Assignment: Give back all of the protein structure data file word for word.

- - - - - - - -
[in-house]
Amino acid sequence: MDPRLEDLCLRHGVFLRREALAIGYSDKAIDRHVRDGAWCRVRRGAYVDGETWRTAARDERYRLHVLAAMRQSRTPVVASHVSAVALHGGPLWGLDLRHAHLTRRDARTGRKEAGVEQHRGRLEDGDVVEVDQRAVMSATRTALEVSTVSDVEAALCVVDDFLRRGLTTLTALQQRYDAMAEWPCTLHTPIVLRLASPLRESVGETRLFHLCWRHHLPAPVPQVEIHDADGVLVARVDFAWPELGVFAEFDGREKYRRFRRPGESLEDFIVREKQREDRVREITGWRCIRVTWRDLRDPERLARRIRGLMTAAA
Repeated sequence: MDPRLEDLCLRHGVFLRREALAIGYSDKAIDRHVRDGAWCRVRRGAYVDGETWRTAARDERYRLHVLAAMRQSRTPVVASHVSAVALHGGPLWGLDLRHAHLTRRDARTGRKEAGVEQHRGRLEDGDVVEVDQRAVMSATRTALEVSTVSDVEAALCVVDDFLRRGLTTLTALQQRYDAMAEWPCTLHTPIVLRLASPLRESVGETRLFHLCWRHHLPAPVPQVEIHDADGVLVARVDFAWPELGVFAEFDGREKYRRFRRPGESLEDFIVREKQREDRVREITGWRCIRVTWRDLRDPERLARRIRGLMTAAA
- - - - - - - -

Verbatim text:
[in-house]
Amino acid sequence: MDPRLEDLCLRHGVFLRREALAIGYSDKAIDRHVRDGAWCRVRRGAYVDGETWRTAARDERYRLHVLAAMRQSRTPVVASHVSAVALHGGPLWGLDLRHAHLTRRDARTGRKEAGVEQHRGRLEDGDVVEVDQRAVMSATRTALEVSTVSDVEAALCVVDDFLRRGLTTLTALQQRYDAMAEWPCTLHTPIVLRLASPLRESVGETRLFHLCWRHHLPAPVPQVEIHDADGVLVARVDFAWPELGVFAEFDGREKYRRFRRPGESLEDFIVREKQREDRVREITGWRCIRVTWRDLRDPERLARRIRGLMTAAA
Repeated sequence: MDPRLEDLCLRHGVFLRREALAIGYSDKAIDRHVRDGAWCRVRRGAYVDGETWRTAARDERYRLHVLAAMRQSRTPVVASHVSAVALHGGPLWGLDLRHAHLTRRDARTGRKEAGVEQHRGRLEDGDVVEVDQRAVMSATRTALEVSTVSDVEAALCVVDDFLRRGLTTLTALQQRYDAMAEWPCTLHTPIVLRLASPLRESVGETRLFHLCWRHHLPAPVPQVEIHDADGVLVARVDFAWPELGVFAEFDGREKYRRFRRPGESLEDFIVREKQREDRVREITGWRCIRVTWRDLRDPERLARRIRGLMTAAA